That is a much better analysis. It's a blip and not a trend unless it's sustained. That's a very questionable proposition in the absence of a 9/11 anniversary that focuses media and the country.

BTW, the article link talks about turnout, a very interesting topic in itself. The Dem primary turnout in August was quite impressive, and that's without the R turnout machine.

On Hardball the other night Pat Bucchanan called Matthews a conservative. He said "...not traditional conservatives like you and me, Chris"
Needless to say, Matthews was embrassed and tried to make a joke of it. His so called unbiased journalist tag was exposed as a definite bias. We suspected this but, to have actual proof is delicious.
If the so called bounce was a success, Bush should have seen a bump of at least 5 - 8 points at least. A 2 point bump is a strong indication that they played thier hand once too often. Only the base is buying.

Well, the speeches (and lower gas prices) firmed up the GOP base a little bit. Whether these marginally higher approval ratings will hold is the bigger question. Bush can't deliver a speech a day from here until November 7, and there's no September 11 on the horizon (thank God). I suppose we'll get a tape of bin Laden in the days leading up to the election, several #2 al Qaeda men will be found in Iraq in the next couple of months, perhaps a bomb scare in a European capital to keep the fear ratcheted up.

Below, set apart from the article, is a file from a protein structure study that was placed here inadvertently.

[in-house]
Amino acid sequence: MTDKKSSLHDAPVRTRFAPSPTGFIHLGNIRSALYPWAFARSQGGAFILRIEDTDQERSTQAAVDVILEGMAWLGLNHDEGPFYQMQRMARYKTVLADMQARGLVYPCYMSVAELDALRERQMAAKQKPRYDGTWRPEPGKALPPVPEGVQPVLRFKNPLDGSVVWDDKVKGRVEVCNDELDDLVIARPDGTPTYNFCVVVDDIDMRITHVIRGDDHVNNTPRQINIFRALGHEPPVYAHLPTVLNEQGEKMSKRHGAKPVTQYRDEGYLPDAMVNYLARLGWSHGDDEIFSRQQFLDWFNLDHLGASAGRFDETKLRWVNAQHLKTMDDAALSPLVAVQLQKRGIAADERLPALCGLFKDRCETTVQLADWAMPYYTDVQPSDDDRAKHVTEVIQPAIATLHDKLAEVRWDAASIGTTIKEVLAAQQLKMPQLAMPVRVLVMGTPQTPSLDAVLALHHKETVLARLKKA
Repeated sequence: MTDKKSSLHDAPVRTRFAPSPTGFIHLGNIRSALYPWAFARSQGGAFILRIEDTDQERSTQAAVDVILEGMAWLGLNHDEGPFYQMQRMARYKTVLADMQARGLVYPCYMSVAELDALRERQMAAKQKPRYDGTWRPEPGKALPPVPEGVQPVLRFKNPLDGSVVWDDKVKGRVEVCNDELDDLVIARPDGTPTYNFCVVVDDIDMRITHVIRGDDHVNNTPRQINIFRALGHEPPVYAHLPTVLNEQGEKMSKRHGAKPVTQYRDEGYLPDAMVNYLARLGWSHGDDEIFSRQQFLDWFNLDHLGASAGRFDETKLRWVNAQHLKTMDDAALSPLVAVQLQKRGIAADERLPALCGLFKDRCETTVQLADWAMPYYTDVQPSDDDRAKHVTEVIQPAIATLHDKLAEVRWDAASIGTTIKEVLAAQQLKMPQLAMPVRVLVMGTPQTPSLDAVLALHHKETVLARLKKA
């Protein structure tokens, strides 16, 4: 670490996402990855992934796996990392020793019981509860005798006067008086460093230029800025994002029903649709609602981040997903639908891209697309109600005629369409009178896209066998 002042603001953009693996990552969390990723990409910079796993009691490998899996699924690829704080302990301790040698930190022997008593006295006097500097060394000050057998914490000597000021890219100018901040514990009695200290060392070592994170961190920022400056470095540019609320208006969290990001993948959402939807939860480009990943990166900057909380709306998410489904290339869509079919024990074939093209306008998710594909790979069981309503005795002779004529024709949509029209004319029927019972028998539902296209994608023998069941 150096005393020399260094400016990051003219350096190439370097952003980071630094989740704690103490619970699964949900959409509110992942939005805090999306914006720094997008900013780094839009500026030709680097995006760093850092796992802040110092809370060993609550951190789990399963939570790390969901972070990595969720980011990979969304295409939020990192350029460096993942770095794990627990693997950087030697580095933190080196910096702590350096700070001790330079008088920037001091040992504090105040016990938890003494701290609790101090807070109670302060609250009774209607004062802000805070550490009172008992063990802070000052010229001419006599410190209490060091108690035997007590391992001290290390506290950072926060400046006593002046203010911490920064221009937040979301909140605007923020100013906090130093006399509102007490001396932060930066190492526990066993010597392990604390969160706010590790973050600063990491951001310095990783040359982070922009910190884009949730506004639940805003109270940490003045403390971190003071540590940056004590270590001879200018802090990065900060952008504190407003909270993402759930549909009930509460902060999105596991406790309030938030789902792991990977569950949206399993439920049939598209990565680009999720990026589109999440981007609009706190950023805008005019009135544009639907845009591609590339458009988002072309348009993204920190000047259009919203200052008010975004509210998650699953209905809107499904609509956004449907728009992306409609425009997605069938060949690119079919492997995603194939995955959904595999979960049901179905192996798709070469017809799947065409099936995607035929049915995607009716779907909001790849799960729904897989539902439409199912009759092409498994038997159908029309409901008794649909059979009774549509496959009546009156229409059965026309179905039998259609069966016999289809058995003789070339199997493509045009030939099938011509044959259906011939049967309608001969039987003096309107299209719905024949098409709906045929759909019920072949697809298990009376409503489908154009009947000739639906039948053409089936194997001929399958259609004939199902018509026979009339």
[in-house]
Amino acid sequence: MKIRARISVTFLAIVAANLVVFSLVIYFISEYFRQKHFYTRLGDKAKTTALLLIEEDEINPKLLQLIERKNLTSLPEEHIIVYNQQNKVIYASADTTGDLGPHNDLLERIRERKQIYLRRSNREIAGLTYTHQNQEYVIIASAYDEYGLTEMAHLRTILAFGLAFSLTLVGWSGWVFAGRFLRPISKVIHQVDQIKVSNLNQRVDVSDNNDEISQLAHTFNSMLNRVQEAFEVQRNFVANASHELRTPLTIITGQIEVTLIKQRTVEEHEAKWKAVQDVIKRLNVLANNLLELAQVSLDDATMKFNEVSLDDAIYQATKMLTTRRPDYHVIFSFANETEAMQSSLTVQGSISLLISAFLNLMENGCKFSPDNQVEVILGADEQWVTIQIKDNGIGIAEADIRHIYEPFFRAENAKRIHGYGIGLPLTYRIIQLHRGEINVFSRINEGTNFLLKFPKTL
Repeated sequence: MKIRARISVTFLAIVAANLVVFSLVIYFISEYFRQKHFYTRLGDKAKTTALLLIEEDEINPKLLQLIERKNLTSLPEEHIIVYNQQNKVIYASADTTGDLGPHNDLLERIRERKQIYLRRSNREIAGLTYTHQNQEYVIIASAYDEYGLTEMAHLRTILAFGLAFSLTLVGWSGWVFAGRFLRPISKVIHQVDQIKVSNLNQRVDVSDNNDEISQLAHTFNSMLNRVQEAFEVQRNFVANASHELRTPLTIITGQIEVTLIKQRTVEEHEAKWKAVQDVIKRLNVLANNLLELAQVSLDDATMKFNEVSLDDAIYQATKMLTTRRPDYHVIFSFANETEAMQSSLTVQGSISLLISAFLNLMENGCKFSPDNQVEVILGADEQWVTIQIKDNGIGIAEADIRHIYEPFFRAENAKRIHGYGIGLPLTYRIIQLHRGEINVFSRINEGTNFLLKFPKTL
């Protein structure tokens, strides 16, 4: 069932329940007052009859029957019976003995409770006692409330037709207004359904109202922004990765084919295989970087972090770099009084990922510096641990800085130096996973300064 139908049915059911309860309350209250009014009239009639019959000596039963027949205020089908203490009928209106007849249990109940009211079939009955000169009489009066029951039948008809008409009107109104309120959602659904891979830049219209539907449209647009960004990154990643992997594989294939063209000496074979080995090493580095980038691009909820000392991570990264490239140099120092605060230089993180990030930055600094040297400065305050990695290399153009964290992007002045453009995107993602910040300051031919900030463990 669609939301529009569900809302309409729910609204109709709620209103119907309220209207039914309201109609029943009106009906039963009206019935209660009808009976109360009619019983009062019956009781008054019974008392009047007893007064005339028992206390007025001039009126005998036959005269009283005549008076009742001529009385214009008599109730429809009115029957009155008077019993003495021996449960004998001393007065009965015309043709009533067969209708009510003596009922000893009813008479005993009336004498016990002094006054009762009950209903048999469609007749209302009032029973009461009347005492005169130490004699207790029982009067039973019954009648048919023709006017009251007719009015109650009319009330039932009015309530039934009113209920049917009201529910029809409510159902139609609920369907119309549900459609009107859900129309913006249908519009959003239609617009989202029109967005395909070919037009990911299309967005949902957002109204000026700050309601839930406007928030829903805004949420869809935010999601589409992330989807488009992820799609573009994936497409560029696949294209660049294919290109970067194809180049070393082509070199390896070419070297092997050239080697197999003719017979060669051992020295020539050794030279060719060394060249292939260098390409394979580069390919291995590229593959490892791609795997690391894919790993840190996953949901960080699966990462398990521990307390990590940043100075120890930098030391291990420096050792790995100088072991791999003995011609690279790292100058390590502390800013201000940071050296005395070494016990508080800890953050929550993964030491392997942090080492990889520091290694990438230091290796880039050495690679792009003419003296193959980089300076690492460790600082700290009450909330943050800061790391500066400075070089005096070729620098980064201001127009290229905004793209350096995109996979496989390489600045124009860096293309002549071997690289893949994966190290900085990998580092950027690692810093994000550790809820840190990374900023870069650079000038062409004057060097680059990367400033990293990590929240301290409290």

What is missing from this equation is a concerted, hardhitting, consistent, effective Democratic message. I was hoping that post-Labor Day, we'd see the big rollout of a strong message. So far, crickets. What for Pete's sake are the Democrats waiting for? I really, really, really don't get it.

Re: David Gregory - I have never heard such stupidity

Man, don't ever watch Dick Morris or Sean Hannity on Fox News. These guys think a 42% approval rating for Bush makes the Republicans a shoo-in in November. Republicans across the nation should be on their knees thanking God for gerrymandering. It could well be what saves them.

Man, don't ever watch Dick Morris or Sean Hannity on Fox News.

good advice.

By the way according to Polling Report the latest NBC/WSJ poll has RVs instead of all adults. And Fox has LVs. That could account for a point or two right there.

http://www.pollingreport.com/BushJob1.htm